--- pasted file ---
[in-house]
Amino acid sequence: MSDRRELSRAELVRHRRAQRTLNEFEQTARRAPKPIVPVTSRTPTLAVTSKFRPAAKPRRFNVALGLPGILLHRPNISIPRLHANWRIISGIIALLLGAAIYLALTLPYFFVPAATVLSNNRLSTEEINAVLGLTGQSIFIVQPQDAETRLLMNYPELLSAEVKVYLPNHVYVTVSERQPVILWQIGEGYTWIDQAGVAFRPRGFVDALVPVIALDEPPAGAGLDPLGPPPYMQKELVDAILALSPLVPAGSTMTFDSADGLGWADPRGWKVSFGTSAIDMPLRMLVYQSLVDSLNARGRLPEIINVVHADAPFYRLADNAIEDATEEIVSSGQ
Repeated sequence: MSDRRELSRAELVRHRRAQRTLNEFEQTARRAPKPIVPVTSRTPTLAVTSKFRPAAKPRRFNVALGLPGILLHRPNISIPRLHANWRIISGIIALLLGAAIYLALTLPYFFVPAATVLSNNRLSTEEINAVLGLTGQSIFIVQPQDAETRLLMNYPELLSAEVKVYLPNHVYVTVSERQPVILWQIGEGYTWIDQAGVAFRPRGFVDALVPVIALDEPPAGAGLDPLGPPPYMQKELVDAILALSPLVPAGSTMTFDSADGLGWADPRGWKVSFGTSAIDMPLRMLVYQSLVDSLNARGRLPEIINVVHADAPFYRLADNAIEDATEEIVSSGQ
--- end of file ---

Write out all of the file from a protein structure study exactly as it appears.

[in-house]
Amino acid sequence: MSDRRELSRAELVRHRRAQRTLNEFEQTARRAPKPIVPVTSRTPTLAVTSKFRPAAKPRRFNVALGLPGILLHRPNISIPRLHANWRIISGIIALLLGAAIYLALTLPYFFVPAATVLSNNRLSTEEINAVLGLTGQSIFIVQPQDAETRLLMNYPELLSAEVKVYLPNHVYVTVSERQPVILWQIGEGYTWIDQAGVAFRPRGFVDALVPVIALDEPPAGAGLDPLGPPPYMQKELVDAILALSPLVPAGSTMTFDSADGLGWADPRGWKVSFGTSAIDMPLRMLVYQSLVDSLNARGRLPEIINVVHADAPFYRLADNAIEDATEEIVSSGQ
Repeated sequence: MSDRRELSRAELVRHRRAQRTLNEFEQTARRAPKPIVPVTSRTPTLAVTSKFRPAAKPRRFNVALGLPGILLHRPNISIPRLHANWRIISGIIALLLGAAIYLALTLPYFFVPAATVLSNNRLSTEEINAVLGLTGQSIFIVQPQDAETRLLMNYPELLSAEVKVYLPNHVYVTVSERQPVILWQIGEGYTWIDQAGVAFRPRGFVDALVPVIALDEPPAGAGLDPLGPPPYMQKELVDAILALSPLVPAGSTMTFDSADGLGWADPRGWKVSFGTSAIDMPLRMLVYQSLVDSLNARGRLPEIINVVHADAPFYRLADNAIEDATEEIVSSGQ